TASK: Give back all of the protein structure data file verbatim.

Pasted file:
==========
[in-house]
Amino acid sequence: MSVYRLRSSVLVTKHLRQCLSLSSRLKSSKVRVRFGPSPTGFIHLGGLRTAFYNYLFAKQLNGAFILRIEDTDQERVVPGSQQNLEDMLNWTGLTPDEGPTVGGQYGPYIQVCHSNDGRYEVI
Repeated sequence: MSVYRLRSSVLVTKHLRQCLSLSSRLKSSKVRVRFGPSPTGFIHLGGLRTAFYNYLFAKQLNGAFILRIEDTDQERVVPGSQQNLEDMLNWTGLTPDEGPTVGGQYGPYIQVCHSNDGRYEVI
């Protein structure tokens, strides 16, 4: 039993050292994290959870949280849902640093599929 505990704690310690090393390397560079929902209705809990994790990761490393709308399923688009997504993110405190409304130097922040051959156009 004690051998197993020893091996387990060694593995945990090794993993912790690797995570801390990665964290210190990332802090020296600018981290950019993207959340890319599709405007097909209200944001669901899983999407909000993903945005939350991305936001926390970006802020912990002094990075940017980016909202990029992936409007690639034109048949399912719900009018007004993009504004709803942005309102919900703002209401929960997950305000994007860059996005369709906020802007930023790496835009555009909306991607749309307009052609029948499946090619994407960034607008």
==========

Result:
[in-house]
Amino acid sequence: MSVYRLRSSVLVTKHLRQCLSLSSRLKSSKVRVRFGPSPTGFIHLGGLRTAFYNYLFAKQLNGAFILRIEDTDQERVVPGSQQNLEDMLNWTGLTPDEGPTVGGQYGPYIQVCHSNDGRYEVI
Repeated sequence: MSVYRLRSSVLVTKHLRQCLSLSSRLKSSKVRVRFGPSPTGFIHLGGLRTAFYNYLFAKQLNGAFILRIEDTDQERVVPGSQQNLEDMLNWTGLTPDEGPTVGGQYGPYIQVCHSNDGRYEVI
């Protein structure tokens, strides 16, 4: 039993050292994290959870949280849902640093599929 505990704690310690090393390397560079929902209705809990994790990761490393709308399923688009997504993110405190409304130097922040051959156009 004690051998197993020893091996387990060694593995945990090794993993912790690797995570801390990665964290210190990332802090020296600018981290950019993207959340890319599709405007097909209200944001669901899983999407909000993903945005939350991305936001926390970006802020912990002094990075940017980016909202990029992936409007690639034109048949399912719900009018007004993009504004709803942005309102919900703002209401929960997950305000994007860059996005369709906020802007930023790496835009555009909306991607749309307009052609029948499946090619994407960034607008």